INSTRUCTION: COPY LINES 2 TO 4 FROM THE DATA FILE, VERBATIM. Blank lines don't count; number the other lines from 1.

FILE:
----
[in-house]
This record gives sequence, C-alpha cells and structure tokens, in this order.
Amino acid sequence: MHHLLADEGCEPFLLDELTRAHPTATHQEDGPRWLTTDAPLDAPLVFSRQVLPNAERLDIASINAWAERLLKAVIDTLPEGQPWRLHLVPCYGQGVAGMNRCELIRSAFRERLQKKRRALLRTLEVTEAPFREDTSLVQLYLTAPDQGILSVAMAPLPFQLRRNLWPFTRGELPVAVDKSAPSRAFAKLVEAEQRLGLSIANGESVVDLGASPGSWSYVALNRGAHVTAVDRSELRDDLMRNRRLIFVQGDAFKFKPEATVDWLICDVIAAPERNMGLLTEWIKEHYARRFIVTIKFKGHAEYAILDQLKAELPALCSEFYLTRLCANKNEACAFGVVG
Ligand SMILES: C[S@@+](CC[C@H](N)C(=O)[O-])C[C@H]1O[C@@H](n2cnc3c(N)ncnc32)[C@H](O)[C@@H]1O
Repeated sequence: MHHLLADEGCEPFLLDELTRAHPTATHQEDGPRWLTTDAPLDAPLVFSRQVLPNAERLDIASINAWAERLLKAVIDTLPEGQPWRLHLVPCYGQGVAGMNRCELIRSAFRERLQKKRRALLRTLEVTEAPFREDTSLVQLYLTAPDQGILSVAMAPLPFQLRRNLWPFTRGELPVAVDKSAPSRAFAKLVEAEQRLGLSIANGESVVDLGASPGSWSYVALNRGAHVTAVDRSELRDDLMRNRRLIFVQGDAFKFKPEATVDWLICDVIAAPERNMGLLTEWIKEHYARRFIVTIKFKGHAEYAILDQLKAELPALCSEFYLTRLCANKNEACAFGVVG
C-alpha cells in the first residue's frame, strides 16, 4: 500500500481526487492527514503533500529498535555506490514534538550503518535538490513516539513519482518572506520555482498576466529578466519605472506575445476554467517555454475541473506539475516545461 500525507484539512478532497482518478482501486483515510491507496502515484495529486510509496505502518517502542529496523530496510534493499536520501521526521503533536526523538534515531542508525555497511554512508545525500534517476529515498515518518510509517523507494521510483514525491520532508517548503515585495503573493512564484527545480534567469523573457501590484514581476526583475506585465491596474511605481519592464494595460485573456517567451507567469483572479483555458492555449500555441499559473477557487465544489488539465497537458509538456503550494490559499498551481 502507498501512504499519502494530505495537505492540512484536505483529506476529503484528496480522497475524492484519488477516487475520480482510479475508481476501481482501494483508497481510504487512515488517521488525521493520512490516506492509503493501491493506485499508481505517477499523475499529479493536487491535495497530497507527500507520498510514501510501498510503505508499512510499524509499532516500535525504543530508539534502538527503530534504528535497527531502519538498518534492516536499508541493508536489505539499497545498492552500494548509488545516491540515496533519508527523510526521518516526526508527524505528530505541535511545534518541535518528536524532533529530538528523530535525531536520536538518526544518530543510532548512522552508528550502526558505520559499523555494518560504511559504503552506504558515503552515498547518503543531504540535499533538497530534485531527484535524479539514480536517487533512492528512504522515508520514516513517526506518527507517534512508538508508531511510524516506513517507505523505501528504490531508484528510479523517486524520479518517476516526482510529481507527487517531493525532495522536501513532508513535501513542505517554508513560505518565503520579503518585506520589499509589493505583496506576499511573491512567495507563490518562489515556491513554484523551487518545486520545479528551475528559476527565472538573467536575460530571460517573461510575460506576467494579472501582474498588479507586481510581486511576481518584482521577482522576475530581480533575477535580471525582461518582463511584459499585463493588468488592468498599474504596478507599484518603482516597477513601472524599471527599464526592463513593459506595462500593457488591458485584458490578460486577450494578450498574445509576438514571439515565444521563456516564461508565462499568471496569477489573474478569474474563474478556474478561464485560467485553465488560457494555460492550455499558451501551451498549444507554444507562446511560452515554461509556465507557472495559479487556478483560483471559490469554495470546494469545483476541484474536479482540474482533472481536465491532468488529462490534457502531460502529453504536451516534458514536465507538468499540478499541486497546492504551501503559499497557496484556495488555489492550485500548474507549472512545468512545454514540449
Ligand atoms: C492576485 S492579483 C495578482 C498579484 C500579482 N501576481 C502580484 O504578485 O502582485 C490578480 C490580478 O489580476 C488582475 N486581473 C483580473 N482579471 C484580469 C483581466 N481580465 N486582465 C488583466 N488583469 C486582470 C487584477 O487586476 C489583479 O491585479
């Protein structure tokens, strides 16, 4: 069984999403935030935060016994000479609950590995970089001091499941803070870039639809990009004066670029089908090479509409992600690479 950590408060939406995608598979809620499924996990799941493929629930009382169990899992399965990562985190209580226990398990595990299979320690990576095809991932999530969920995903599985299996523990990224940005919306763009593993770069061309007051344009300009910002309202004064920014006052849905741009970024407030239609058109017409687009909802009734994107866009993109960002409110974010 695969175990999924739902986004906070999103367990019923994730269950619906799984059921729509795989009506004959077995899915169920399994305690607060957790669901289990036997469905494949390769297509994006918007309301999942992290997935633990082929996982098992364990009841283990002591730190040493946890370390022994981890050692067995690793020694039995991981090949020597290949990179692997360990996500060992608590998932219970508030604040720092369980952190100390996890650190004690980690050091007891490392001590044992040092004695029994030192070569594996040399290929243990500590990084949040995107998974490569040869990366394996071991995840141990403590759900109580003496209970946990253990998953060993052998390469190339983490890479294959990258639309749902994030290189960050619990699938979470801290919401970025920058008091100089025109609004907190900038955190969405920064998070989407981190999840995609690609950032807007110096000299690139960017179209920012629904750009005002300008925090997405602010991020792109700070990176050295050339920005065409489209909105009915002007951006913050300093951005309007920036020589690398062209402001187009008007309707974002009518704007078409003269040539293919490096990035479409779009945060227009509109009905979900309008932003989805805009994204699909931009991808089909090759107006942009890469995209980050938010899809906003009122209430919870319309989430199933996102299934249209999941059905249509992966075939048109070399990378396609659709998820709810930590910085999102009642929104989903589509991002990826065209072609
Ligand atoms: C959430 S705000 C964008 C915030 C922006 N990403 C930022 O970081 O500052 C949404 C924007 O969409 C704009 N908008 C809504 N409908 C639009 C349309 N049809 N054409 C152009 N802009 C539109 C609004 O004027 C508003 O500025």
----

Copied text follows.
This record gives sequence, C-alpha cells and structure tokens, in this order.
Amino acid sequence: MHHLLADEGCEPFLLDELTRAHPTATHQEDGPRWLTTDAPLDAPLVFSRQVLPNAERLDIASINAWAERLLKAVIDTLPEGQPWRLHLVPCYGQGVAGMNRCELIRSAFRERLQKKRRALLRTLEVTEAPFREDTSLVQLYLTAPDQGILSVAMAPLPFQLRRNLWPFTRGELPVAVDKSAPSRAFAKLVEAEQRLGLSIANGESVVDLGASPGSWSYVALNRGAHVTAVDRSELRDDLMRNRRLIFVQGDAFKFKPEATVDWLICDVIAAPERNMGLLTEWIKEHYARRFIVTIKFKGHAEYAILDQLKAELPALCSEFYLTRLCANKNEACAFGVVG
Ligand SMILES: C[S@@+](CC[C@H](N)C(=O)[O-])C[C@H]1O[C@@H](n2cnc3c(N)ncnc32)[C@H](O)[C@@H]1O